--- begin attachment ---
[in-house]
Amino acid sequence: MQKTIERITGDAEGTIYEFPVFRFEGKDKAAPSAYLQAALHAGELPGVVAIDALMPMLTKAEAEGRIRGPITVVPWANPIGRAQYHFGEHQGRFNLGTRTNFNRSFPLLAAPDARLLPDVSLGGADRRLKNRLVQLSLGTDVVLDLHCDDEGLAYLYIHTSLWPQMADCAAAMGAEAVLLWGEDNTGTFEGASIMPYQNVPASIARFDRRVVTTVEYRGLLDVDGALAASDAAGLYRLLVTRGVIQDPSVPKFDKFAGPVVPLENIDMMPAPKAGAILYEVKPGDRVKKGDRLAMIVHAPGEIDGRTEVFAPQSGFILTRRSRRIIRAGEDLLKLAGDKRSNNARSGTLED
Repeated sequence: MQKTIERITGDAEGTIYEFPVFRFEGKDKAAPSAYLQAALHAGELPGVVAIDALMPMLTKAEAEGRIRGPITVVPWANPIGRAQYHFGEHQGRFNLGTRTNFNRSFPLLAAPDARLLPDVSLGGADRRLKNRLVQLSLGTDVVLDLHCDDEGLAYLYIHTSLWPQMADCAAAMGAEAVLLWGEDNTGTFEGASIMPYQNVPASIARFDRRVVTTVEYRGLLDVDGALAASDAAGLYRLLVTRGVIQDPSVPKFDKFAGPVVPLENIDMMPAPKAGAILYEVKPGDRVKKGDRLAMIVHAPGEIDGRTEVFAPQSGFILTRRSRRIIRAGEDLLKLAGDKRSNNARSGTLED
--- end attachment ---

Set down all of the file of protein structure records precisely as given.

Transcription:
[in-house]
Amino acid sequence: MQKTIERITGDAEGTIYEFPVFRFEGKDKAAPSAYLQAALHAGELPGVVAIDALMPMLTKAEAEGRIRGPITVVPWANPIGRAQYHFGEHQGRFNLGTRTNFNRSFPLLAAPDARLLPDVSLGGADRRLKNRLVQLSLGTDVVLDLHCDDEGLAYLYIHTSLWPQMADCAAAMGAEAVLLWGEDNTGTFEGASIMPYQNVPASIARFDRRVVTTVEYRGLLDVDGALAASDAAGLYRLLVTRGVIQDPSVPKFDKFAGPVVPLENIDMMPAPKAGAILYEVKPGDRVKKGDRLAMIVHAPGEIDGRTEVFAPQSGFILTRRSRRIIRAGEDLLKLAGDKRSNNARSGTLED
Repeated sequence: MQKTIERITGDAEGTIYEFPVFRFEGKDKAAPSAYLQAALHAGELPGVVAIDALMPMLTKAEAEGRIRGPITVVPWANPIGRAQYHFGEHQGRFNLGTRTNFNRSFPLLAAPDARLLPDVSLGGADRRLKNRLVQLSLGTDVVLDLHCDDEGLAYLYIHTSLWPQMADCAAAMGAEAVLLWGEDNTGTFEGASIMPYQNVPASIARFDRRVVTTVEYRGLLDVDGALAASDAAGLYRLLVTRGVIQDPSVPKFDKFAGPVVPLENIDMMPAPKAGAILYEVKPGDRVKKGDRLAMIVHAPGEIDGRTEVFAPQSGFILTRRSRRIIRAGEDLLKLAGDKRSNNARSGTLED